Neometals plans to post an updated Barrambie definitive feasibility study (DFS) next year, a decade after it was first released.
The developer has applied for an extension for the native title agreement and ministerial approval that were secured in 2012 to develop an open-cut mine and processing plant.
The Barrambie vanadium-titanium-magnetite project restart has been motivated by a robust market outlook and record high vanadium prices of $US130 ($178) per kilogram.
Neometals managing director Chris Reed said, “Barrambie has played second fiddle in recent years to our lithium endeavours, however it is to our knowledge the most advanced, undeveloped greenfields vanadium project globally.
“Our extensive historical exploration and evaluation works enable us to fast-track an updated DFS.”
The 2009 DFS will be updated to explore development options including offshore processing of crushed ore in China, onsite production of a high-grade concentrate and refining for the manufacture of vanadium chemical products.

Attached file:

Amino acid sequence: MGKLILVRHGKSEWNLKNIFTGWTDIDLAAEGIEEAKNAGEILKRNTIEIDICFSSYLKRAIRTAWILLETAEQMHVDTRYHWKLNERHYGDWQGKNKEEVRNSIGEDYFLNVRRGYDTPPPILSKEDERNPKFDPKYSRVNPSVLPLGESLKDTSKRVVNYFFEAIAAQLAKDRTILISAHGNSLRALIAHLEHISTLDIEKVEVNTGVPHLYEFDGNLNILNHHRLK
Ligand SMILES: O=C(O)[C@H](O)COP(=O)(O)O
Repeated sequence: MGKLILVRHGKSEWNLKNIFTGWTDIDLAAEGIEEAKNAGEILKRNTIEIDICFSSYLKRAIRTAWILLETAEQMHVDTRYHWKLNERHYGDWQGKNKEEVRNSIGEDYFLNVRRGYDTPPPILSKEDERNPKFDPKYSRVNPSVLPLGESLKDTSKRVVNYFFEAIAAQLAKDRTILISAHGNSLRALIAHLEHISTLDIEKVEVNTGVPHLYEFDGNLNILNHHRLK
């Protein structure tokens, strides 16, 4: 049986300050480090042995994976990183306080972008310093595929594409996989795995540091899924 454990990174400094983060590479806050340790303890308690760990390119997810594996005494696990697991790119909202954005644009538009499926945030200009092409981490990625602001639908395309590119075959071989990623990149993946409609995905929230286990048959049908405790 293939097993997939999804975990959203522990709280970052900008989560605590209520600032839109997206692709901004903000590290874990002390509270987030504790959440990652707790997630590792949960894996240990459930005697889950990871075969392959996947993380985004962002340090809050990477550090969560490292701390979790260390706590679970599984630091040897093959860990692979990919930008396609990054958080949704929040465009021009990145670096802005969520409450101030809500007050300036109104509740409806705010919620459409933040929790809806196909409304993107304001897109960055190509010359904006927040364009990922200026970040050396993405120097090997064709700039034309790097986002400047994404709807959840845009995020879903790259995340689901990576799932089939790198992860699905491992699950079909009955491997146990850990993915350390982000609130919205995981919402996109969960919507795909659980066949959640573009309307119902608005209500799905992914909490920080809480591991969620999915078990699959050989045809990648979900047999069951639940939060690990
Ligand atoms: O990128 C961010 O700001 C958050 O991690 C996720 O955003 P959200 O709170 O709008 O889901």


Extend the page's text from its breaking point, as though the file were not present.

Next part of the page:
The study is expected to be completed in the June quarter of 2019. A total of $30 million has been spent in Barrambie’s exploration and evaluation program since 2003.
Barrambie was then temporarily suspended after the completion of the 2009 DFS as prices remained stagnant for over six years due to the global financial crisis.
Vanadium prices have improved since 2017 due to production shutdowns in China, limited production by new mines and increasing vanadium consumption in aerospace alloys and storage applications.
Neometals is now advancing discussions with potential offtake partners for the supply of ore, concentrates and chemical products.
Reed said, “With strong vanadium pricing and end-users demanding secure supply of quality feedstocks from low-risk jurisdictions, Neometals is moving quickly to capitalise on this significant market opportunity.”